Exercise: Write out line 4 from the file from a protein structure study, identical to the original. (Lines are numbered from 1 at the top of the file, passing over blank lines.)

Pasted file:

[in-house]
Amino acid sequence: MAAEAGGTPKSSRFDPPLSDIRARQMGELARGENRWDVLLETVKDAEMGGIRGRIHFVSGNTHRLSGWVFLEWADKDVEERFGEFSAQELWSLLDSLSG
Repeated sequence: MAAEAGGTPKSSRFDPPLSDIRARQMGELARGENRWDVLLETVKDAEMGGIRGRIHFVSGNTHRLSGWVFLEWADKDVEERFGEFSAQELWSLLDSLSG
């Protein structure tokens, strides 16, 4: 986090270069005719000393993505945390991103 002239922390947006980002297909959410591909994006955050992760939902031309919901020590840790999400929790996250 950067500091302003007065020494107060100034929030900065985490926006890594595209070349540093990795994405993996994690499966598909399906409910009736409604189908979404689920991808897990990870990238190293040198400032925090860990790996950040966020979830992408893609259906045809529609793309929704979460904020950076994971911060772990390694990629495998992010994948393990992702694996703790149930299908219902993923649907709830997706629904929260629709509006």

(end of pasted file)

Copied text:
């Protein structure tokens, strides 16, 4: 986090270069005719000393993505945390991103 002239922390947006980002297909959410591909994006955050992760939902031309919901020590840790999400929790996250 950067500091302003007065020494107060100034929030900065985490926006890594595209070349540093990795994405993996994690499966598909399906409910009736409604189908979404689920991808897990990870990238190293040198400032925090860990790996950040966020979830992408893609259906045809529609793309929704979460904020950076994971911060772990390694990629495998992010994948393990992702694996703790149930299908219902993923649907709830997706629904929260629709509006």